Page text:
Usually in Passover, especially during the holiday Seder [ceremonial dinner], there is a feeling of a common holiday throughout Israel, among all people, in all families. But this year, Passover feels different, like a dull, quarantine cloud descended on us and locked us in our homes.
We used to get ready for a Passover meal with the whole big family, and suddenly everyone had to stay at home.
But the fact is that we ourselves built this state. The coronavirus is just a way to uncover the truth and show our separation: as long as we are not one people, we do not sit at the same table and do not want to leave our Egypt today.
This year, the Seder just corresponded to the structure of the people of Israel, in which there is no unity. We did not leave Egypt, and therefore we have nothing to celebrate. We need to think about why we are in this state. Have we already left Egypt, our egoistic desire? Have we become one people of the Creator?
We think that this Passover is not real because we do not meet as usual with the whole family, with grandfather and grandmother. But just this Passover is real because it shows us how much we are not with our people.
The problem is not in the Passover Seder, but with the way we are every day, not in the relations within the family, but much wider throughout the entire Israeli society. All year we do not behave as one united people, and, accordingly, now we are forced to sit during Pesach alone at home.
We have developed to the point where it is not enough to sit with grandparents and celebrate the events that took place 3,500 years ago. The time has come to understand that we have not left Egypt.
The way out of Egypt is the way out of our egoism, a state in which we truly become united as one people, as one man with one heart and receive the Torah, the power that is revealed between us and binds us as one special people of Israel.
But we have none of this. And then a special symbol appears called coronavirus and explains to us where we are: We have not left Egypt, but live inside a huge egoism, even stronger than in other nations. We do not even have the right to be called Israel because it means directly to the Creator (Yashar-Kel), and we do not strive for the power of bestowal, for mutual love and unity.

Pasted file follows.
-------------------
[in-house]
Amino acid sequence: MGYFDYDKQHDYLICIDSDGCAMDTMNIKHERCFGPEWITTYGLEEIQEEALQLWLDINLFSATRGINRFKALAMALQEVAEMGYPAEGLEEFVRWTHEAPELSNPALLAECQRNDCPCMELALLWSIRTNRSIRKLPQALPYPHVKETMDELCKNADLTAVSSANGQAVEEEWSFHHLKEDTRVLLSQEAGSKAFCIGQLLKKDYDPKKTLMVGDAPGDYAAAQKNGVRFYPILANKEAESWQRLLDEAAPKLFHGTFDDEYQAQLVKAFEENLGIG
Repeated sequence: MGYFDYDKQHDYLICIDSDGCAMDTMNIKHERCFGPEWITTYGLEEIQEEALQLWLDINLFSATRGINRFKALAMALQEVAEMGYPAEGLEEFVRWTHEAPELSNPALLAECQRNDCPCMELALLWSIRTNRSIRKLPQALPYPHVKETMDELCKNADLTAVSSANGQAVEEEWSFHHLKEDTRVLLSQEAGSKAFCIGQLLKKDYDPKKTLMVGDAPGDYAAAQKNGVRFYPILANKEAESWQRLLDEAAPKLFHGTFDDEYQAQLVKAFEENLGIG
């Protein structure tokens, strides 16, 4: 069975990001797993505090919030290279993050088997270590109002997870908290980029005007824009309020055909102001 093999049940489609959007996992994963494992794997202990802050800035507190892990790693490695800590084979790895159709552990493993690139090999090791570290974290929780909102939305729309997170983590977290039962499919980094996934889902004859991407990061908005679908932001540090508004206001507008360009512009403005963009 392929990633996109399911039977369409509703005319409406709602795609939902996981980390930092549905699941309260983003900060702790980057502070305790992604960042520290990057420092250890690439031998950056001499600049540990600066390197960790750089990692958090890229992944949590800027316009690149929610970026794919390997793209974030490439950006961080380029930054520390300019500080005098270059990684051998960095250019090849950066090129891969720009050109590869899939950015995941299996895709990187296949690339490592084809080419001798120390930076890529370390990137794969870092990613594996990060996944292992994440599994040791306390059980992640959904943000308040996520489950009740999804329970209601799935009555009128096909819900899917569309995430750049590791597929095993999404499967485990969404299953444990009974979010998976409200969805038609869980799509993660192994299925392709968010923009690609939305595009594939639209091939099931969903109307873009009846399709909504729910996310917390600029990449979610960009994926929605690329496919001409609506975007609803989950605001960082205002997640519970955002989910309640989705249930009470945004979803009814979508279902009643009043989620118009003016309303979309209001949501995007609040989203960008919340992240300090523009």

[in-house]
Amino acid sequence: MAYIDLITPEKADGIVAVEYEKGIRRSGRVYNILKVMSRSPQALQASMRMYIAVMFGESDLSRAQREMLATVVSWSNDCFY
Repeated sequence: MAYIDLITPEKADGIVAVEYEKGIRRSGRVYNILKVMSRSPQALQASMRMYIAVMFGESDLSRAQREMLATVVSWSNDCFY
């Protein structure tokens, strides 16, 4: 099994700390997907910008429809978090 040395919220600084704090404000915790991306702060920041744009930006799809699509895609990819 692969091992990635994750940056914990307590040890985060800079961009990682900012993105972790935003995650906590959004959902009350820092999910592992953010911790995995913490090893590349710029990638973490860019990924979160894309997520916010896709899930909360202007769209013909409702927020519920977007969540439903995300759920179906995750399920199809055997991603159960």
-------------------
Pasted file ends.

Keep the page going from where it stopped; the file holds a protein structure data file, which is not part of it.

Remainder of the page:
So, we are sent to sit alone, without a grandmother, and think why we are alone and why quarantine is declared. The virus comes specifically to explain to us who we are and that we do not really relate to the Passover holiday and to the right to be called Jews who left Egypt.
Passover is celebrated in memory of the exodus from Egypt, but we have nothing to remember. Therefore, we are sitting at home with our immediate family, as before leaving Egypt, and we think what needs to be done to get out of it. This is only the night of the exodus from Egypt, but not the exit itself.
The quarantine shows that egoism left us alone in the desert: without relatives, friends, or our nation. Passover just symbolizes the desire to get out of this loneliness and connect with others as one man with one heart.
What is the difference between this night and all other nights? Not that everyone sits alone in his house, but because now we understand why we are sitting alone on this festive evening. And it is also different in that we finally thought about: Are we ready to leave Egypt? You have to face it.
Egypt is our selfishness, mutual hatred, competition. This is the essence of Passover night—it is night, but in an organized manner (seder) it prepares us to exit our egoism in the land of Israel (Yashar-Kel), that is, to a higher power, to bestowal and love. The Creator is the power of love.
From KabTV’s “New Life-1220” 4/2/20